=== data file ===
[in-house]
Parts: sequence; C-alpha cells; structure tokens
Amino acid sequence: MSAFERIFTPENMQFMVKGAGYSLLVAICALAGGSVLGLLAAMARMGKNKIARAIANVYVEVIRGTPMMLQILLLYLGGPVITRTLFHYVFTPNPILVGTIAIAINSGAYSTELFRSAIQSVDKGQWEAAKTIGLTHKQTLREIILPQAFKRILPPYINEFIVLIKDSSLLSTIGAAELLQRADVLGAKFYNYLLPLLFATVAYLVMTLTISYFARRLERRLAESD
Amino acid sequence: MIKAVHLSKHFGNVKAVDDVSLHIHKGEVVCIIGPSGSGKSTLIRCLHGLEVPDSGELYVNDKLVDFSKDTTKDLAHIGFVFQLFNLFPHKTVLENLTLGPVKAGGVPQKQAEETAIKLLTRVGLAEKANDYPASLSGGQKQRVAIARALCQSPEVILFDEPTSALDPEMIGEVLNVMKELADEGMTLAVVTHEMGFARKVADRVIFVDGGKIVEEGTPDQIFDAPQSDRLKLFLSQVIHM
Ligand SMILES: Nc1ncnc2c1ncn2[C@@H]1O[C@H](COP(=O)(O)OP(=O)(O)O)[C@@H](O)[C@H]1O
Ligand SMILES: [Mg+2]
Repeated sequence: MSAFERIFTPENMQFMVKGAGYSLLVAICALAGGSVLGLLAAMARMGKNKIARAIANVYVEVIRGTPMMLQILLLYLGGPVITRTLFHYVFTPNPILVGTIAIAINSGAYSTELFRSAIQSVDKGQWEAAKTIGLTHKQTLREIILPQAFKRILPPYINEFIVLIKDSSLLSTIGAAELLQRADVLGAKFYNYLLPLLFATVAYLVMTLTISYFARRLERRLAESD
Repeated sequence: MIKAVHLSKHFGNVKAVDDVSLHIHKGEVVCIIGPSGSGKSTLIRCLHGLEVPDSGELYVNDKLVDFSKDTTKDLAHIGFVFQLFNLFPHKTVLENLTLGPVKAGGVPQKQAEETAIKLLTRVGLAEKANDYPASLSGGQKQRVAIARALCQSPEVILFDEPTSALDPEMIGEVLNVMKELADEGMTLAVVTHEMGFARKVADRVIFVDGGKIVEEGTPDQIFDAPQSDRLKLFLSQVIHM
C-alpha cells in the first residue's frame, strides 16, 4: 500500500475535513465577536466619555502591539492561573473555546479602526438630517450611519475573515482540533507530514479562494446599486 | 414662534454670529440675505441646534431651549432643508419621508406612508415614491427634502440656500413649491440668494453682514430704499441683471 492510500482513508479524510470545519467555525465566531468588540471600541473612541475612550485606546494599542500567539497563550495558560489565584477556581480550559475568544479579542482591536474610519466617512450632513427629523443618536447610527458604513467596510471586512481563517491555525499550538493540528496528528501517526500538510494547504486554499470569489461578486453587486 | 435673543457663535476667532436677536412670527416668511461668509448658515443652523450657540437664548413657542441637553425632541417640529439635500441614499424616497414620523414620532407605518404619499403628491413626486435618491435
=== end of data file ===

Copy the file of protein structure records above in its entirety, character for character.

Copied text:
[in-house]
Parts: sequence; C-alpha cells; structure tokens
Amino acid sequence: MSAFERIFTPENMQFMVKGAGYSLLVAICALAGGSVLGLLAAMARMGKNKIARAIANVYVEVIRGTPMMLQILLLYLGGPVITRTLFHYVFTPNPILVGTIAIAINSGAYSTELFRSAIQSVDKGQWEAAKTIGLTHKQTLREIILPQAFKRILPPYINEFIVLIKDSSLLSTIGAAELLQRADVLGAKFYNYLLPLLFATVAYLVMTLTISYFARRLERRLAESD
Amino acid sequence: MIKAVHLSKHFGNVKAVDDVSLHIHKGEVVCIIGPSGSGKSTLIRCLHGLEVPDSGELYVNDKLVDFSKDTTKDLAHIGFVFQLFNLFPHKTVLENLTLGPVKAGGVPQKQAEETAIKLLTRVGLAEKANDYPASLSGGQKQRVAIARALCQSPEVILFDEPTSALDPEMIGEVLNVMKELADEGMTLAVVTHEMGFARKVADRVIFVDGGKIVEEGTPDQIFDAPQSDRLKLFLSQVIHM
Ligand SMILES: Nc1ncnc2c1ncn2[C@@H]1O[C@H](COP(=O)(O)OP(=O)(O)O)[C@@H](O)[C@H]1O
Ligand SMILES: [Mg+2]
Repeated sequence: MSAFERIFTPENMQFMVKGAGYSLLVAICALAGGSVLGLLAAMARMGKNKIARAIANVYVEVIRGTPMMLQILLLYLGGPVITRTLFHYVFTPNPILVGTIAIAINSGAYSTELFRSAIQSVDKGQWEAAKTIGLTHKQTLREIILPQAFKRILPPYINEFIVLIKDSSLLSTIGAAELLQRADVLGAKFYNYLLPLLFATVAYLVMTLTISYFARRLERRLAESD
Repeated sequence: MIKAVHLSKHFGNVKAVDDVSLHIHKGEVVCIIGPSGSGKSTLIRCLHGLEVPDSGELYVNDKLVDFSKDTTKDLAHIGFVFQLFNLFPHKTVLENLTLGPVKAGGVPQKQAEETAIKLLTRVGLAEKANDYPASLSGGQKQRVAIARALCQSPEVILFDEPTSALDPEMIGEVLNVMKELADEGMTLAVVTHEMGFARKVADRVIFVDGGKIVEEGTPDQIFDAPQSDRLKLFLSQVIHM
C-alpha cells in the first residue's frame, strides 16, 4: 500500500475535513465577536466619555502591539492561573473555546479602526438630517450611519475573515482540533507530514479562494446599486 | 414662534454670529440675505441646534431651549432643508419621508406612508415614491427634502440656500413649491440668494453682514430704499441683471 492510500482513508479524510470545519467555525465566531468588540471600541473612541475612550485606546494599542500567539497563550495558560489565584477556581480550559475568544479579542482591536474610519466617512450632513427629523443618536447610527458604513467596510471586512481563517491555525499550538493540528496528528501517526500538510494547504486554499470569489461578486453587486 | 435673543457663535476667532436677536412670527416668511461668509448658515443652523450657540437664548413657542441637553425632541417640529439635500441614499424616497414620523414620532407605518404619499403628491413626486435618491435